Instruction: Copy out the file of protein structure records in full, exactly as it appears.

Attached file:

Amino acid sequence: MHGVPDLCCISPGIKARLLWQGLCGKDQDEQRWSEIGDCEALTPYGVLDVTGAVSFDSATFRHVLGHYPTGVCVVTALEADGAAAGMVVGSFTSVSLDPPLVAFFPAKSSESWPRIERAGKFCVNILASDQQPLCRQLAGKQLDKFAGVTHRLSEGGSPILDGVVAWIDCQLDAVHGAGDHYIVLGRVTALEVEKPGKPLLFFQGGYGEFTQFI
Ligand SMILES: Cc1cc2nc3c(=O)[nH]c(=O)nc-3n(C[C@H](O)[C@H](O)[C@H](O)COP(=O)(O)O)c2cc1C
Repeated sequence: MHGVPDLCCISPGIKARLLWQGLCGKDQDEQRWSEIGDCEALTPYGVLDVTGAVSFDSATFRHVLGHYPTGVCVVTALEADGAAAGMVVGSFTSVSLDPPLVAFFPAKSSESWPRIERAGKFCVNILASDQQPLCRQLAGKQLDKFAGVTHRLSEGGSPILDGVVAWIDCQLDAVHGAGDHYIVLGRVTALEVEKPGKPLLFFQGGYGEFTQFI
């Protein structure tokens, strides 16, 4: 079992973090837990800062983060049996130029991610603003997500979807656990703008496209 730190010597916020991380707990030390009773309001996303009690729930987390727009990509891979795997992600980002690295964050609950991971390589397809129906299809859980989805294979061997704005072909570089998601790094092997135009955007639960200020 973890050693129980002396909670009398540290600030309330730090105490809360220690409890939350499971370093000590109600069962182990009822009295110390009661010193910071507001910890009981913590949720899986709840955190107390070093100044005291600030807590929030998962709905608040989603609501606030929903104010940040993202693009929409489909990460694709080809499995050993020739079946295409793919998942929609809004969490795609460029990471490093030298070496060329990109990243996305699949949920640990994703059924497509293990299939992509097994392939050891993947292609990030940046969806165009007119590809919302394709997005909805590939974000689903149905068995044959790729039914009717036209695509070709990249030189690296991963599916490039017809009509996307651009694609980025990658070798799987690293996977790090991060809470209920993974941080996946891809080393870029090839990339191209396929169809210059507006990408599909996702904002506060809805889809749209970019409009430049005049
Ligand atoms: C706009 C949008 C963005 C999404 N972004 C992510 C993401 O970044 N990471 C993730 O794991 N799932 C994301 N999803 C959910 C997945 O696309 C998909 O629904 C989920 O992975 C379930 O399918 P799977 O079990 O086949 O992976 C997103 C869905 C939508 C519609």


Amino acid sequence: MHGVPDLCCISPGIKARLLWQGLCGKDQDEQRWSEIGDCEALTPYGVLDVTGAVSFDSATFRHVLGHYPTGVCVVTALEADGAAAGMVVGSFTSVSLDPPLVAFFPAKSSESWPRIERAGKFCVNILASDQQPLCRQLAGKQLDKFAGVTHRLSEGGSPILDGVVAWIDCQLDAVHGAGDHYIVLGRVTALEVEKPGKPLLFFQGGYGEFTQFI
Ligand SMILES: Cc1cc2nc3c(=O)[nH]c(=O)nc-3n(C[C@H](O)[C@H](O)[C@H](O)COP(=O)(O)O)c2cc1C
Repeated sequence: MHGVPDLCCISPGIKARLLWQGLCGKDQDEQRWSEIGDCEALTPYGVLDVTGAVSFDSATFRHVLGHYPTGVCVVTALEADGAAAGMVVGSFTSVSLDPPLVAFFPAKSSESWPRIERAGKFCVNILASDQQPLCRQLAGKQLDKFAGVTHRLSEGGSPILDGVVAWIDCQLDAVHGAGDHYIVLGRVTALEVEKPGKPLLFFQGGYGEFTQFI
């Protein structure tokens, strides 16, 4: 079992973090837990800062983060049996130029991610603003997500979807656990703008496209 730190010597916020991380707990030390009773309001996303009690729930987390727009990509891979795997992600980002690295964050609950991971390589397809129906299809859980989805294979061997704005072909570089998601790094092997135009955007639960200020 973890050693129980002396909670009398540290600030309330730090105490809360220690409890939350499971370093000590109600069962182990009822009295110390009661010193910071507001910890009981913590949720899986709840955190107390070093100044005291600030807590929030998962709905608040989603609501606030929903104010940040993202693009929409489909990460694709080809499995050993020739079946295409793919998942929609809004969490795609460029990471490093030298070496060329990109990243996305699949949920640990994703059924497509293990299939992509097994392939050891993947292609990030940046969806165009007119590809919302394709997005909805590939974000689903149905068995044959790729039914009717036209695509070709990249030189690296991963599916490039017809009509996307651009694609980025990658070798799987690293996977790090991060809470209920993974941080996946891809080393870029090839990339191209396929169809210059507006990408599909996702904002506060809805889809749209970019409009430049005049
Ligand atoms: C706009 C949008 C963005 C999404 N972004 C992510 C993401 O970044 N990471 C993730 O794991 N799932 C994301 N999803 C959910 C997945 O696309 C998909 O629904 C989920 O992975 C379930 O399918 P799977 O079990 O086949 O992976 C997103 C869905 C939508 C519609």